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Falling rupee – A dual-edged sword?

Of late, there has been a lot of talk on depreciation of the rupee. Unless you’re Marx incarnate, you better be concerned!

But is it really a bad thing?

  1. How does it impact us?
  2. What’s the RBI doing to check it?

Let’s take the help of two mind maps and attempt to solve this mystery…

The negatives


And now some positives


Got that? Let’s try to figure out why China is devaluing its currency, Yuan

China doesn’t let its currency trade freely in financial markets as the US does. Instead, it links the yuan’s value to a basket of currencies. The composition of this basket is a secret but is believed to be dominated by the US dollar. Then it restricts trading to a band 2% above or below a daily target set by the People’s Bank of China.

The People’s Bank of China affirms that it acted so because the yuan has been rising even when market forces say it should be falling!

Worried Chinese have been moving money out of the country, putting downward pressure on the yuan. Yet the yuan has remained up anyway because of its link to the dollar, which has been rising. An overvalued yuan has hurt Chinese exports by making their products more expensive overseas.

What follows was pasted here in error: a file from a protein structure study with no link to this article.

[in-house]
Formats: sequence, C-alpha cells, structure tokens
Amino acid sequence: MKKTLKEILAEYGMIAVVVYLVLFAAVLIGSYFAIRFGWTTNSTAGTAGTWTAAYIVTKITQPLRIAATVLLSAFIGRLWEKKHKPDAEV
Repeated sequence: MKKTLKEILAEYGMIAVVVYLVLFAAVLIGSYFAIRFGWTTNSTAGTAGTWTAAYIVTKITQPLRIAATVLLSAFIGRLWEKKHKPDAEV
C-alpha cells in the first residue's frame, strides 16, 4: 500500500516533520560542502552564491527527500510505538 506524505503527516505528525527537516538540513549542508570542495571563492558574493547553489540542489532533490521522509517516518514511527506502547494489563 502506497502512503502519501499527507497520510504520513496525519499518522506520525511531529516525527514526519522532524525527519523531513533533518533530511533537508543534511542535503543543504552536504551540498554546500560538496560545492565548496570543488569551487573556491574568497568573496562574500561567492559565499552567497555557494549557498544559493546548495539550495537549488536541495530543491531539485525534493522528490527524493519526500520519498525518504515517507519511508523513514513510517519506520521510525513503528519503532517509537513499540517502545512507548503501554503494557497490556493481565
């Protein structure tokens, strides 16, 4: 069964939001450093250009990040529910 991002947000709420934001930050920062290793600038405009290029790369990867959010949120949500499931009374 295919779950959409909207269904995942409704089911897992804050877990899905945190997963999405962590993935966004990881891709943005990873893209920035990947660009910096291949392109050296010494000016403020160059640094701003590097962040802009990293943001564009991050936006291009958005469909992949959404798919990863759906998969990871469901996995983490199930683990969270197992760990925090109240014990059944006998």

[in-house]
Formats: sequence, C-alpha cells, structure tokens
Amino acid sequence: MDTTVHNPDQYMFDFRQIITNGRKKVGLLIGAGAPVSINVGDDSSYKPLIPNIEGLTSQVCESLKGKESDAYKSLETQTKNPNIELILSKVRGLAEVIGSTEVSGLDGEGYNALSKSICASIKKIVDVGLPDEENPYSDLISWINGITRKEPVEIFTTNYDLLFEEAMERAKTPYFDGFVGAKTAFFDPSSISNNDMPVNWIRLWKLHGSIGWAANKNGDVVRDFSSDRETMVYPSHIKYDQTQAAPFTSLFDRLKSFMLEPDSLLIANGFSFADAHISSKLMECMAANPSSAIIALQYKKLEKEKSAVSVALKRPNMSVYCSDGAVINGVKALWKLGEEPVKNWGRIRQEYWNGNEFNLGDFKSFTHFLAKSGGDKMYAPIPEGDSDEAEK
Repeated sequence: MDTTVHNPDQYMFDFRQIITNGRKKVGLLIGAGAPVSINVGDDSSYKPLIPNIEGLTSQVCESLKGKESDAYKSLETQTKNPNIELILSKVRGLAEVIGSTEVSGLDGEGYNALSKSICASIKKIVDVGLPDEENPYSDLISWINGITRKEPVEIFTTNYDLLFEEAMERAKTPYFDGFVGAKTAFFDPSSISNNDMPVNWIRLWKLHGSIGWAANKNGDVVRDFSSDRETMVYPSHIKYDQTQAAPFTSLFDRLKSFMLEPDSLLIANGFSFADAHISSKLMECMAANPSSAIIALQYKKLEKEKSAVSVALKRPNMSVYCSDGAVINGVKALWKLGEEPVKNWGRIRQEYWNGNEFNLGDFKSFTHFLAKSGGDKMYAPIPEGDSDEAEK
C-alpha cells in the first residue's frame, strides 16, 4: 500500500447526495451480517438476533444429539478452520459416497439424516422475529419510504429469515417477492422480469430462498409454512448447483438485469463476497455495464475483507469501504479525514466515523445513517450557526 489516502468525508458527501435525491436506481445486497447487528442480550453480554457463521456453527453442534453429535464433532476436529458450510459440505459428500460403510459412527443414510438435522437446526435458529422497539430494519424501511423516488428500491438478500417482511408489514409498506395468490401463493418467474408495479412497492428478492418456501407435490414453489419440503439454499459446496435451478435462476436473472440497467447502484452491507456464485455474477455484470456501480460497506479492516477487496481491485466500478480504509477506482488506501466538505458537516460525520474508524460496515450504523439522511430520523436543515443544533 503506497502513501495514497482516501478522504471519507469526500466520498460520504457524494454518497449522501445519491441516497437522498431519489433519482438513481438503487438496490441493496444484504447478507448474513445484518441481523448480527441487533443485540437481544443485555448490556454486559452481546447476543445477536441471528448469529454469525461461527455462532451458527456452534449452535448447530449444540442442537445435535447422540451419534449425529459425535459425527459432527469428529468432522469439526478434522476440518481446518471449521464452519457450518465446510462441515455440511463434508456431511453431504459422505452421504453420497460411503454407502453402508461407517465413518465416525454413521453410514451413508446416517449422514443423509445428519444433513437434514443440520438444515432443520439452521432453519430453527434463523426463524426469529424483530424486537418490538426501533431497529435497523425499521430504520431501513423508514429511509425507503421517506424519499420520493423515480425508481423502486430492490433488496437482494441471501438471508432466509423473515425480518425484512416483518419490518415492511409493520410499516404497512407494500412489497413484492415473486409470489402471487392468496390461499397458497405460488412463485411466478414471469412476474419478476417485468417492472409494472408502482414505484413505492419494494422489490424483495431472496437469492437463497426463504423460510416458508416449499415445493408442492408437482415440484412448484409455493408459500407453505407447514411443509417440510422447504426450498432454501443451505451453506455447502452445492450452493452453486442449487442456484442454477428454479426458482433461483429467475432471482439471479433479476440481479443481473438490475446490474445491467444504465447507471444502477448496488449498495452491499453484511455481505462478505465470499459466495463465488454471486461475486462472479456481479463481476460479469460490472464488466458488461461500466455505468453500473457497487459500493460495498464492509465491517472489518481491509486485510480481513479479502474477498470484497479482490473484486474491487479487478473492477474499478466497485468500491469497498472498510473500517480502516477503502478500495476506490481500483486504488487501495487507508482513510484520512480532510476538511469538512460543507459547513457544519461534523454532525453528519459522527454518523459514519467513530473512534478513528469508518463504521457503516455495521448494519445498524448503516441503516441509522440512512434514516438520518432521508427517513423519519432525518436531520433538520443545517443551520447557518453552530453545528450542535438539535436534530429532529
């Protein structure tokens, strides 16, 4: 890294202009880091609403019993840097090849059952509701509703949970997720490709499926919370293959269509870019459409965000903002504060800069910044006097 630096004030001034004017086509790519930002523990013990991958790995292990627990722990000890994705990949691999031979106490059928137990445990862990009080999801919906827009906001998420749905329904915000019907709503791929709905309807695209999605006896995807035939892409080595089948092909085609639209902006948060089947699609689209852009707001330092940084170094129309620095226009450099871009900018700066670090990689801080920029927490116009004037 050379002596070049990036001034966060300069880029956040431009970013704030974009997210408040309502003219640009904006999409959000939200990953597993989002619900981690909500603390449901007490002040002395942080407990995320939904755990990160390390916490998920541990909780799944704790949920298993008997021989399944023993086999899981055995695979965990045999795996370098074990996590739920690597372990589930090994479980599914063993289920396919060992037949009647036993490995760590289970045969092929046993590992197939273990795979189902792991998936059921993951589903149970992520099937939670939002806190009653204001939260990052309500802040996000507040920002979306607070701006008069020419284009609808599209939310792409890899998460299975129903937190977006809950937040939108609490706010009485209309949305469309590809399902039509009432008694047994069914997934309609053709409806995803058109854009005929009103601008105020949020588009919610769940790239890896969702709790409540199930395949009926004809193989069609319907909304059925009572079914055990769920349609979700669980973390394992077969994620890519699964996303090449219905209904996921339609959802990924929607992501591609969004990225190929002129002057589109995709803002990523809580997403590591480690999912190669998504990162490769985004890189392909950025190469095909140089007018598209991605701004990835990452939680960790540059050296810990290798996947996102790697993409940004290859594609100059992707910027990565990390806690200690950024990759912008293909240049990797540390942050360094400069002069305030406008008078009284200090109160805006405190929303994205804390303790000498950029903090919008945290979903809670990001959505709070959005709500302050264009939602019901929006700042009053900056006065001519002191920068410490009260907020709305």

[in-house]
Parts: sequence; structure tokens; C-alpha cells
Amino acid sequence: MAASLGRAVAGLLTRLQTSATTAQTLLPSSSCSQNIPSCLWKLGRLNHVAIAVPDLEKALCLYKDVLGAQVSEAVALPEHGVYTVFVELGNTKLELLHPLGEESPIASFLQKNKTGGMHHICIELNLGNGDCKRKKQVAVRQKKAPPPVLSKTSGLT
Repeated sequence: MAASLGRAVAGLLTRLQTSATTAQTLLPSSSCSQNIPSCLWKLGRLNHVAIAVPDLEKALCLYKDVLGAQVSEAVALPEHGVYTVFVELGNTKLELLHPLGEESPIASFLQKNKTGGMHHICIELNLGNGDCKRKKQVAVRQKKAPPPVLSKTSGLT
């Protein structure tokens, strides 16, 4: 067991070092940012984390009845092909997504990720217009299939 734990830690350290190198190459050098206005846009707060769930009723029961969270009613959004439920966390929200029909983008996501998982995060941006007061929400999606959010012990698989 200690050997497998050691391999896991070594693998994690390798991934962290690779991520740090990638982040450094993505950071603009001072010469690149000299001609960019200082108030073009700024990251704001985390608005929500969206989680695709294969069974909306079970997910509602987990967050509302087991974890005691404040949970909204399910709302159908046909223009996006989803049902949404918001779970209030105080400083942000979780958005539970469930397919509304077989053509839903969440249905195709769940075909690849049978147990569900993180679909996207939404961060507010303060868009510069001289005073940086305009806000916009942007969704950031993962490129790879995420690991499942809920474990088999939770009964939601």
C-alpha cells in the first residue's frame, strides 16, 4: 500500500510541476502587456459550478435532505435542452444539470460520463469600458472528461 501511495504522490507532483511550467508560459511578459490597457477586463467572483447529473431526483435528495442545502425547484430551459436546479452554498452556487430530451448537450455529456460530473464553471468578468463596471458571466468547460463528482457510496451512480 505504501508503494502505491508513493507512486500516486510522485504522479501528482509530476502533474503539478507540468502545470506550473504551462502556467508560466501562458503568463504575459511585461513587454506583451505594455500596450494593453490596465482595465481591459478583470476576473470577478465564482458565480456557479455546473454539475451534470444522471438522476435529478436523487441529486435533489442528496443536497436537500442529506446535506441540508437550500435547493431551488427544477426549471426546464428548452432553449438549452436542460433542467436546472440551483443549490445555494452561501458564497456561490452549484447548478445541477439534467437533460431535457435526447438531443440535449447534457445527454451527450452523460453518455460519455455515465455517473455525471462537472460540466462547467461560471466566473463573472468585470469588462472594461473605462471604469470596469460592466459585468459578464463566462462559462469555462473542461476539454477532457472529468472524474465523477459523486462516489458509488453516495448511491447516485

This is exactly why China is going for competitive devaluation.

But a falling rupee doesn’t always mean an export windfall…

Anup Pujari, director general of foreign trade (DGFT), calls it a myth that the depreciation of the rupee necessarily results in massive gains for Indian exporters.

For 2 reasons:

#1. India’s top 5 exports — petroleum products, gems and jewellery, organic chemicals, vehicles and machinery – are so much import-dependent that the currency fluctuation in favour of exporters gets neutralised.

In other words, exporters spend more in importing raw materials, which in turn erodes their profitability.

#2. As buyers are aware of the currency fluctuation, renegotiation is becoming a trend now.

The moment the rupee falls sharply against the dollar, foreign buyers try to renegotiate their earlier deals. As most exporters give in to the pressure and split benefits, advantages of a weak rupee disappear.

However, despite these risks, we need not worry in the CONTEMPORARY context.

Really? India has nothing to worry about! How so?

Currency depreciation is generally akin to a stimulus because it boosts net exports, one of the three main drivers of economic growth, along with consumption and investment. 

Such a policy comes with attendant risks to:

  1. Inflation through higher fuel prices
  2. Foreign exchange reserves in case depreciation gets out of control to become a free fall
  3. Impacting corporate balance sheets